A PET scan's bright areas reveal the concentration of amyloid beta, a protein that forms a plaque in Alzheimer's patients. The scan compares the brains of a healthy patient [left] and a patient suffering from Alzheimer's [right]. Image: Alzheimer's Disease Education and Referral Center, NIH
This has been a big week in Alzheimer's news as scientists put together a clearer picture than ever before of how the disease affects the brain. Three recently published studies have detected the disease with new technologies, hinted at its prevalence, and described at last how it makes its lethal progress through the brain.
The existence of two forms of Alzheimer's—early- and late-onset—has long baffled scientists. Of the estimated five million Americans who suffer from Alzheimer's, only a few thousand are diagnosed with an early-onset form of the affliction, which affects people before the age of 65. This rare early-onset form is thought to be hereditary and scientists have associated multiple genetic mutations contributing to its occurrence. Late-onset Alzheimer's, although more common, has been the bigger mystery. One variant of the APOE gene-—sometimes known as the Alzheimer's gene—is linked to the late-onset disease. But the APOE gene, unlike dominant early-onset genes, does not determine whether a person will ultimately have dementia.
Now there's evidence that late-onset Alzheimer's has a genetic basis similar to that of early-onset Alzheimer's. By sequencing select genes associated with the latter, along with frontotemporal dementia, researchers at Washington University in Saint Louis and other institutions found that patients with late-onset Alzheimer's carry some of the same genetic mutations as those with the early-onset form. The evidence, published on Wednesday in PLoS ONE, bolsters the argument that the forms of Alzheimer's that appear at different life stages should be classified as the same disease. As to why the disease appears earlier in some cases, the scientists speculated that those patients diagnosed relatively early in life carry more genetic risk factors for the disease.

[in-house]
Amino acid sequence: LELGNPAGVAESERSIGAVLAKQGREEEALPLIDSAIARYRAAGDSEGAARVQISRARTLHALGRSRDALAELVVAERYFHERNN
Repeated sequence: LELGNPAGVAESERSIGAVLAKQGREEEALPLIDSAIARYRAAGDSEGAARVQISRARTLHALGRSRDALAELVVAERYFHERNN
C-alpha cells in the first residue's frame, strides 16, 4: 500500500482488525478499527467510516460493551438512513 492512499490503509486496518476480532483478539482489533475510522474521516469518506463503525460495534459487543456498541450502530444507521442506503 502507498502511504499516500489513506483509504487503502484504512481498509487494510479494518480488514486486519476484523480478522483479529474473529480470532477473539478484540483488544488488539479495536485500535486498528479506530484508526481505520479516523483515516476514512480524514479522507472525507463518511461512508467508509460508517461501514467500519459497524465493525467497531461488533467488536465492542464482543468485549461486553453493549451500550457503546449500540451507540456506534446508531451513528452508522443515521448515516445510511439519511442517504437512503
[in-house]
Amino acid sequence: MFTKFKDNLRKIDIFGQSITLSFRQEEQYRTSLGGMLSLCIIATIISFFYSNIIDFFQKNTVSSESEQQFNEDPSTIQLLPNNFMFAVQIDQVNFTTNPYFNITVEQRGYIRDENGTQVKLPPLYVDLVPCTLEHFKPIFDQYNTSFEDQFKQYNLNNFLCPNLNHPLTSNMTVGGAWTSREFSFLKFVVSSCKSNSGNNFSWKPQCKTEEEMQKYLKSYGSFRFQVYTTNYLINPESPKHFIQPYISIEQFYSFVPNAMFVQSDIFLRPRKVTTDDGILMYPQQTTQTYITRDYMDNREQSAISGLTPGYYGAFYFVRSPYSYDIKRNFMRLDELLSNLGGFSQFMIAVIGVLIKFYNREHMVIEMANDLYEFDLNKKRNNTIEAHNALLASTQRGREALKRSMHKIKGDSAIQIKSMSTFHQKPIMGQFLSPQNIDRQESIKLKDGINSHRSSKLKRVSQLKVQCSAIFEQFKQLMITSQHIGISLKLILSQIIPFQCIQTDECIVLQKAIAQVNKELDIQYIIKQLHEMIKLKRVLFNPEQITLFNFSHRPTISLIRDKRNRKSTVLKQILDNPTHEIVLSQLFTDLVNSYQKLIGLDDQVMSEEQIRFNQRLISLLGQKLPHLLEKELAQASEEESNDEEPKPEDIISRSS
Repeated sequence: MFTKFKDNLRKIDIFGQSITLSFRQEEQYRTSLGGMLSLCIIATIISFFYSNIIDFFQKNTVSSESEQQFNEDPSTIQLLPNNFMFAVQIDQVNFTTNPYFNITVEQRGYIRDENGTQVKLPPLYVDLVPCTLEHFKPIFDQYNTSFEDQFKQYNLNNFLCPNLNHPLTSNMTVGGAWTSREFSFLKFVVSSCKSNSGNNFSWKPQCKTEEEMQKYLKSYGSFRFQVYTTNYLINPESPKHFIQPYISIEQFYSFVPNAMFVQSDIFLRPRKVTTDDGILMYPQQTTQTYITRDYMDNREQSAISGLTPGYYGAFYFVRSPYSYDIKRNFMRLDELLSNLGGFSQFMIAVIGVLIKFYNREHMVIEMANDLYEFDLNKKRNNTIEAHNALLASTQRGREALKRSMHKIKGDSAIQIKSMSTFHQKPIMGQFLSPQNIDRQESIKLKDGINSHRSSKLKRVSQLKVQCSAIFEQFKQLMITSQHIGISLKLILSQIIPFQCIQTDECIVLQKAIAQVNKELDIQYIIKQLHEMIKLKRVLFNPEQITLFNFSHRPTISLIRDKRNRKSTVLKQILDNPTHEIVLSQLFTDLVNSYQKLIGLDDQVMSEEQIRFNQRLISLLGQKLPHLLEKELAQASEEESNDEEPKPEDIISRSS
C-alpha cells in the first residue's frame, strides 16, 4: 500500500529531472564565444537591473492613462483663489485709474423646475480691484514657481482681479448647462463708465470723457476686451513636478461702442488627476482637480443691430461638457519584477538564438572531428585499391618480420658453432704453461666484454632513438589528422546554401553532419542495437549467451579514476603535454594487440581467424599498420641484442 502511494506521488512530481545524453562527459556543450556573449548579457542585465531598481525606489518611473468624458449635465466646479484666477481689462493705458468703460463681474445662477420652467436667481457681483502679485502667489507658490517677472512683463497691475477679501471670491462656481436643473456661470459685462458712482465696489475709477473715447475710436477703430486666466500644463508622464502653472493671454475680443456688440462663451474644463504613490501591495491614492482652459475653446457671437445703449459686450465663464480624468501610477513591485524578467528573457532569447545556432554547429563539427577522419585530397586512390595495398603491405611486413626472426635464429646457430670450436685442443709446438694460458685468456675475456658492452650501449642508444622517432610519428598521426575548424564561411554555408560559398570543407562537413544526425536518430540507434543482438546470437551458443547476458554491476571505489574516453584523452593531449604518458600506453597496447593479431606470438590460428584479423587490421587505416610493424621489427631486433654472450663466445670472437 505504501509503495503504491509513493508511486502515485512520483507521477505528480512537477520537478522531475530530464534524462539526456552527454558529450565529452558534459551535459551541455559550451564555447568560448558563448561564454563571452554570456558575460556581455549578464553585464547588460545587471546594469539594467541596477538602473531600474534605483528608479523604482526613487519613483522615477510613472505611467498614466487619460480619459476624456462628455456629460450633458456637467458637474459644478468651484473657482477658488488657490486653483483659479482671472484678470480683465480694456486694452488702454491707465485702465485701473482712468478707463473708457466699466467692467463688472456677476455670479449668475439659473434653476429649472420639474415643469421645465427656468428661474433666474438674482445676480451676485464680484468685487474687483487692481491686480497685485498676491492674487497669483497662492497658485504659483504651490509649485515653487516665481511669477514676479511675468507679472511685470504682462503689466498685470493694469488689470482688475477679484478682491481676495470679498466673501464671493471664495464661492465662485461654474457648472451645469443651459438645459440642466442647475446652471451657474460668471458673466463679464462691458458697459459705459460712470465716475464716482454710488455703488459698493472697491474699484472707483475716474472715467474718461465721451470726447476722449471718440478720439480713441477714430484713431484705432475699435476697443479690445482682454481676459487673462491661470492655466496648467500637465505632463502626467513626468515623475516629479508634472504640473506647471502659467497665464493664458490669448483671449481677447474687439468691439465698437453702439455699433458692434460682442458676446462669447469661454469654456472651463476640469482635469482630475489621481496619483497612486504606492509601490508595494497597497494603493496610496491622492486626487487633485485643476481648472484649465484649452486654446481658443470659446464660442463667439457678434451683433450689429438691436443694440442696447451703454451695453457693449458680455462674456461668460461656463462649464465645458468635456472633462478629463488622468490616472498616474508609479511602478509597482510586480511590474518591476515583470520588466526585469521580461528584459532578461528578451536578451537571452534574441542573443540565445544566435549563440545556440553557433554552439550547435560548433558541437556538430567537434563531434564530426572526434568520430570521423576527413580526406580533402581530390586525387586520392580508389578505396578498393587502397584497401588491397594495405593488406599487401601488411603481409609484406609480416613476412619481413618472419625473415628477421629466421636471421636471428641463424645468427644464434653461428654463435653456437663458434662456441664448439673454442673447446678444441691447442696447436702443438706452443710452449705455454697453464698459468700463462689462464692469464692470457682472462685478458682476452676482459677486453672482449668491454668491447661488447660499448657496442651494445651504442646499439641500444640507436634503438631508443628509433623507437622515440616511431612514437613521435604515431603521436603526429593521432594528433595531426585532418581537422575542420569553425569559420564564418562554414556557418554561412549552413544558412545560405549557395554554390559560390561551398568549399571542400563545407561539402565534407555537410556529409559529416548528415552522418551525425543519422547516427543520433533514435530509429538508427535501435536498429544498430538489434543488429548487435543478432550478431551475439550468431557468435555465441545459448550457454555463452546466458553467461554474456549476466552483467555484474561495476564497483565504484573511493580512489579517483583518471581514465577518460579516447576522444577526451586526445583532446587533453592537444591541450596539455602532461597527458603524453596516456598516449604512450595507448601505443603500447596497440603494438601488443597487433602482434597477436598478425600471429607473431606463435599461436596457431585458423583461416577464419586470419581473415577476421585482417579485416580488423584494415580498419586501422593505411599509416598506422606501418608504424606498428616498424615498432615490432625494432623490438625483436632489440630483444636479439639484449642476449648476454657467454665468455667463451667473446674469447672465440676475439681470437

This study's use of rapid genetic sequencing, the authors noted, may provide a model for more precise identification of dementias. Within the study, the researchers identified patients who may have been misdiagnosed as having Alzheimer's; the genes of these patients suggested that they had another type of dementia. Given the heritable component, patients with a family history could be screened to detect and diagnose Alzheimer's early.
Other genetic research unveiled in the past week or so has shed light on the biological processes that underlie how Alzheimer's affects the brain. Certain mutations may lead to an increased production of a protein called amyloid beta in the region of the brain that creates memory. This excess amyloid beta, naturally secreted by brain cells, then becomes a complex called an oligomer. These oligomers may interrupt the signals transmitted between neurons. As in other neurodegenerative diseases like Parkinson's or Huntington's, the spread of oligomers appears to be driving the disease process.
Oligomer-linked diseases are relatively common, in part because oligomers can also play an essential biological role in the brain. A recent investigation using fruit flies reveals that the presence of a specific oligomer is actually required for the flies to form long-term memories.
In an early stage of Alzheimer's, the naturally secreted amyloid beta protein builds up as oligomers in the brain, which then go on to form larger aggregates called plaques. Later in the disease, another aberrant form of a protein called tau starts to build up, in the entorhinal cortex. Normally, tau helps provide structure crucial to neuron functioning. The buildup of tau, however, causes the protein to tangle and eventually kill brain cells. What was unknown until recently, however, was how the tau protein spreads through different brain regions.